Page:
Carpenter Mesmerizing Consumers
April 17, 2006-- Home Textiles Today,
New York — Carpenter Co. has launched a national branding, advertising and public relations campaign intended to distance itself from other comfort sleep producers by empathizing with consumers' sleep problems and reclaiming its position as the preeminent expert in sleep science.
Full-page advertisements have already appeared in The New York Times and USA Today, timed for the changeover to Daylight Savings Time and declaring “Carpenter Co. National Sleep Better Night,” Saturday, April 1st — an observance of its own invention.
In the days following Spring Market, Dan Schecter, vp sales and marketing for Carpenter's Consumer Products Division, was scheduled for a series of meetings to flesh out the remainder of the media placement and content, which will include other major market newspaper runs and national consumer magazines. He declined to specify the size of the buy.
“We're trying to bring up the level of consumer awareness about the value of sleep, health and wellness and the importance of having the right tools to sleep,” he explained in an interview. “We're investing in this effort heavily. Obviously, it's good for the recognition of Sleep Better, and Carpenter Labs is the foundation for the technology we sell. Anybody can make a bed pillow or a mattress pad, but it's the technology that goes into these products that bring value to the consumer and to the retailer.”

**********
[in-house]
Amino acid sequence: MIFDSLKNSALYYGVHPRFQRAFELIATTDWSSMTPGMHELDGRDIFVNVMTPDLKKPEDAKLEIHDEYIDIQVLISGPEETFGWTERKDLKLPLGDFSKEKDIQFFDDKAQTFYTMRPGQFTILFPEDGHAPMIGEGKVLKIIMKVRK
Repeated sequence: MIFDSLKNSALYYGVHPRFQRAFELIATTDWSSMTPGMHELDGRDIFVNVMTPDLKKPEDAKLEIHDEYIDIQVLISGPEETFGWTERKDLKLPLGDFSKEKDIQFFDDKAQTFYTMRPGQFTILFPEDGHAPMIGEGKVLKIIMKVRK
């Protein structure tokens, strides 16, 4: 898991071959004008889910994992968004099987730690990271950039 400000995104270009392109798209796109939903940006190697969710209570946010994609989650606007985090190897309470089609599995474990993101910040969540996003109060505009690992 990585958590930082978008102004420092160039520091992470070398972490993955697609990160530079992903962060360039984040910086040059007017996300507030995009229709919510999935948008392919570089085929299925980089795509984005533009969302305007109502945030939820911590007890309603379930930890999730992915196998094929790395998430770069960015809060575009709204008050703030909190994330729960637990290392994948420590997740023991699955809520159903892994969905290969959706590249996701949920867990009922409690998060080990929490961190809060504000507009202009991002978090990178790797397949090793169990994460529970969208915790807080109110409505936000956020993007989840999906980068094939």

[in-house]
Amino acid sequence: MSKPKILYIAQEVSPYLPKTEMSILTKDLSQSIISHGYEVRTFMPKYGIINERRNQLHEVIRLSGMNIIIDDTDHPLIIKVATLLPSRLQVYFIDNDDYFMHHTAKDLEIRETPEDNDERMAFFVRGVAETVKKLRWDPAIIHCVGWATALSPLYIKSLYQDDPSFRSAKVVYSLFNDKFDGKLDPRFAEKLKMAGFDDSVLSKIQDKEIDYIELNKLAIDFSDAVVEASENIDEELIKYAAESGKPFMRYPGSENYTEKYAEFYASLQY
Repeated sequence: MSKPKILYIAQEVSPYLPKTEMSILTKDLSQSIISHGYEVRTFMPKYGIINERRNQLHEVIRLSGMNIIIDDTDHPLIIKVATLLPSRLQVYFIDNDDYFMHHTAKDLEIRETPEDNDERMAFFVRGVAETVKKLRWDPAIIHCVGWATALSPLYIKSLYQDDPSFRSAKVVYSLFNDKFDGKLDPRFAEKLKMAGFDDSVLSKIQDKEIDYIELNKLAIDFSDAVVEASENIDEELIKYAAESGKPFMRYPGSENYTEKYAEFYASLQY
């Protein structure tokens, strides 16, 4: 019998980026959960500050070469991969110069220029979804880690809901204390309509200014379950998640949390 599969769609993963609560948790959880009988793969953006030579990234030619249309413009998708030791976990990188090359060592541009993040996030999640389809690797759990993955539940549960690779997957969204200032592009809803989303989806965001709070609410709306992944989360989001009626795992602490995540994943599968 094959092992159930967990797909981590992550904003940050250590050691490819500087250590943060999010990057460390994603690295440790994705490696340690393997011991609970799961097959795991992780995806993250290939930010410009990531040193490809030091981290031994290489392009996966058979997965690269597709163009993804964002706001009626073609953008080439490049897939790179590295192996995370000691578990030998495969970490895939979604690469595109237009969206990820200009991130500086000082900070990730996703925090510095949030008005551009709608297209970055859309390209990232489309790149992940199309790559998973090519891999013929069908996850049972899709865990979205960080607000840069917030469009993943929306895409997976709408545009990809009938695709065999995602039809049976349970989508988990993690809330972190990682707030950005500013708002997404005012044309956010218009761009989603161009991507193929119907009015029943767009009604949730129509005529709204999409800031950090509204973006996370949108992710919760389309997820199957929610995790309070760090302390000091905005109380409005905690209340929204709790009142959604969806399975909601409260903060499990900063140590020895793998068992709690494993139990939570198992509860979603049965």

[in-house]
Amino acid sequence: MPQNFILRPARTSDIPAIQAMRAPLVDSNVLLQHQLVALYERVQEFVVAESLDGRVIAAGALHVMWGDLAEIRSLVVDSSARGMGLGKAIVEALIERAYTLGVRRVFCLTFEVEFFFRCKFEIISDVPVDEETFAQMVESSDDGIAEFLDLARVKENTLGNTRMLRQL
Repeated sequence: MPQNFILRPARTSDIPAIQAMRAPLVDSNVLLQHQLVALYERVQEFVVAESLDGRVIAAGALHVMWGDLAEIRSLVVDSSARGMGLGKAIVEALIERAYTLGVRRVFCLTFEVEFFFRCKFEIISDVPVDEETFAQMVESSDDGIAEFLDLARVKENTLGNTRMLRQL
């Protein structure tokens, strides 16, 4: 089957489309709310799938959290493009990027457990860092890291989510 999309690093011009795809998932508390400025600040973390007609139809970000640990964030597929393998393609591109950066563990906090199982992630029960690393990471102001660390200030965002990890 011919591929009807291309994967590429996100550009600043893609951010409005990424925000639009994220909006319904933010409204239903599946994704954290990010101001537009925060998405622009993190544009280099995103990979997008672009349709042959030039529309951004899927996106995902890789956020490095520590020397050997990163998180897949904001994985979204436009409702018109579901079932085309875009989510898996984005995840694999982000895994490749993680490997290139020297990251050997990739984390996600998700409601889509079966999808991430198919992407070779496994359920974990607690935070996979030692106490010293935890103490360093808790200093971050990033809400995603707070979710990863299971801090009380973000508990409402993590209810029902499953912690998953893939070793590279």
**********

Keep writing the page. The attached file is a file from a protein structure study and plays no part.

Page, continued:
The company's own “sleep expert,” Dr. Michael Breus, a Ph.D clinical psychologist and diplomate of the American Board of Sleep Medicine, is the spokesman for the effort and has already made a number of national and local media appearances, including on CNN, Schecter said.
The ads don't directly sell anything at this point, but address the value of a good night's sleep. They direct consumers to a company Web site, sleepbetter.org, where they may receive additional information and advice. Breus also participated in a live chat on the evening of April 1.
“There's so much disinformation out there about product — about bed pillows, about mattress pads, about mattresses,” Schecter explained. “It's a blind item. Consumers don't know what they're purchasing. They don't know what to look for … so we're letting people know: buyer beware. There is a value to buying the right product, and you get what you pay for..”
The gambit is a not-so-subtle shot across the bow of Carpenter's competition; some have introduced aggressively priced products touting or implying essentially the same feature benefits. Schecter is adamant about the qualitative differences and is critical of the segment's extreme emphasis on pricing.
“We hope they'll be forced to innovate, improve the quality and keep the consumer in mind when they sell a pillow,” he said. “We hope that the retailer will begin to stop focusing so much on price and begin focusing on consumer satisfaction.”
Telling the quality story, Carpenter hopes, will consciously set it apart from the other suppliers in the category and reinforce its position with consumers and retailers. It may also have the added benefit of a consumer “push” into retail doors carrying the Sleep Better products.
“We want the consumer to be jolted,” Schecter added. “We want them to think about” these issues.”
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